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The Silver Jews Return

This year, David Berman forgot when Yom Kippur was to begin. With his band, the Silver Jews, releasing a new album, “Tanglewood Numbers,” and Berman doing interviews to publicize it, he was convinced the holiday started a day later than it actually did. He realized his mistake an hour before the holiday began, and he and his wife, Cassie, raced through the streets of Nashville, Tenn., to make it to services. As Cassie drove, Berman flipped through a book about the holiday and came upon an idea that he found very heartening: “Sometimes when a person first awakens to the idea of living with God, God throws up impediments to faith.”

Until recently, Berman’s problems were of his own making — and much greater than getting to the temple on time. After the release of his last album four years ago, he became addicted to crack cocaine — a drug that isn’t usually associated with Jewish songwriters. Depressed and despairing, Berman tried to kill himself two years ago with an overdose of Xanax (in the same hotel suite where Al Gore waited out the 2000 election). When he came to, at his father’s urging he checked into the Hazelden Center in Minnesota.

While going through rehab, Berman was allowed to attend Sabbath services Saturday mornings. Raised in a secular home, he started going because it was the only time he was allowed to leave the facility. But soon Berman began to feel that Judaism could help him in his recovery. “I want whatever it is that makes a people last so long against such long odds,” he said in an interview with the Forward.

After completing rehab, Berman returned to Nashville and began attending services at Temple Micah once or twice a month. At home he lights candles every Friday night with Cassie, who is Catholic. She attends synagogue with him, and Berman claims that this is where she gets her dose of religion. “It seems to make sense to me,” he explained, “in the sense of a meat eater being able to eat at a vegetarian restaurant.”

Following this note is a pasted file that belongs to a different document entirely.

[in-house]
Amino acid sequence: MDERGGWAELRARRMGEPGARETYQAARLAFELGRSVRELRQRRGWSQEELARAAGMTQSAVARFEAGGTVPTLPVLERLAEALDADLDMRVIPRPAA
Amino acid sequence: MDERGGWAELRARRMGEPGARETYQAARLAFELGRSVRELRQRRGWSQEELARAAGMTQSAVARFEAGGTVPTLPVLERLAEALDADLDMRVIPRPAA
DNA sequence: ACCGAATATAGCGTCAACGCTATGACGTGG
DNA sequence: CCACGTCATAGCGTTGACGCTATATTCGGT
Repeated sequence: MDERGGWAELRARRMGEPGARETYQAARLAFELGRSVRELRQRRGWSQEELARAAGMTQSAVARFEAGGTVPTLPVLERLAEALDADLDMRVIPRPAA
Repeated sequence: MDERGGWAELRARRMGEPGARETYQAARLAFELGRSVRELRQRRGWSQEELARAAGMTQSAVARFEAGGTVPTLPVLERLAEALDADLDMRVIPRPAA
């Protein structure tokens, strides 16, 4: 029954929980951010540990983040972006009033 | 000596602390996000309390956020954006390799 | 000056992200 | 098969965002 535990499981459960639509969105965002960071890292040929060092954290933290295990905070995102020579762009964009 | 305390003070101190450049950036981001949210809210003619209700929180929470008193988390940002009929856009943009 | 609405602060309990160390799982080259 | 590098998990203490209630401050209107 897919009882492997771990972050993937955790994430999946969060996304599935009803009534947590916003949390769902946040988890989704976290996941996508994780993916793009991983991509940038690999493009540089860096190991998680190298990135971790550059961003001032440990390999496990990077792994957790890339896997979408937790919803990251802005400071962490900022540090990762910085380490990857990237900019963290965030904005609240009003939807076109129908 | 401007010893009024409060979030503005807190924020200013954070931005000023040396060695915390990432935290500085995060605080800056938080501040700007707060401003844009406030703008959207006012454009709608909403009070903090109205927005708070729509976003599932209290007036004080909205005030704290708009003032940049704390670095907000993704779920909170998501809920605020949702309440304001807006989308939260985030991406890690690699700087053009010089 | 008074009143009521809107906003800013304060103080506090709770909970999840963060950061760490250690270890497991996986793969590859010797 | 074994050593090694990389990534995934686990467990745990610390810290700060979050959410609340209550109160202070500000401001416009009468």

Recently Berman discovered “A Woman of Valor,” the poem traditionally sung by Jewish men on the Sabbath to honor their wives. While packing for a press trip to Europe, he was trying to travel light and couldn’t decide whether to take along his copy of the Torah. “Cassie said, ‘I’ll carry your Torah across Europe to show you how much faith I have in you and what you’re doing,’” Berman explained before adding, only half in jest, “That was kind of her valorous woman initiation, carrying this massive book on her back.”

But fans needn’t worry that Berman’s embrace of Judaism means he’s now metamorphosed into an indie-rock version of Shlomo Carlebach. “Tanglewood Numbers” is classic Silver Jews: a ramshackle structure of poignant lyrics, bad jokes and closely observed reflections on daily life situated atop a foundation of country music and alternative rock. Cassie provides vocals on many of the album’s songs, and her honeyed country croon provides the perfect foil to Berman’s ironic drawl. His voice has become rougher and deeper since the last record — “from the ingestion of a lot of toxic smoke and the frequent use of a PlayStation karaoke game” — but his lyrics have an added emotional heft, as well. Lighthearted songs like “How Can I Love You If You Won’t Lie Down?” nestle up against darker fare, like the haunting closer, “There Is a Place,” with its refrain: “There is a place past the blues I never want to see again.” It’s hard not to believe him. Humor and despair often partner up in a song. Such is the case in “Punks in the Beerlight,” where Berman shouts: “I love you to the max” like a giddy teenager only moments before acknowledging, “It gets really, really bad.”

While “Tanglewood Numbers” has its share of religious imagery, Berman’s songs always have featured God and biblical figures. Past albums contained such songs as “Slow Education,” which begins: “When God was young, he made the wind and the sun” — a succinct if slightly inaccurate summation of the first verses of Genesis. On those albums, though, God was merely a character in a song and Berman used sacred tropes simply because they were underused in ’90s rock. The difference is that now, when Berman sings about seeing “God’s shadow on this world,” he means it.

Benjamin Levisohn is a freelance writer and stock trader in New York.

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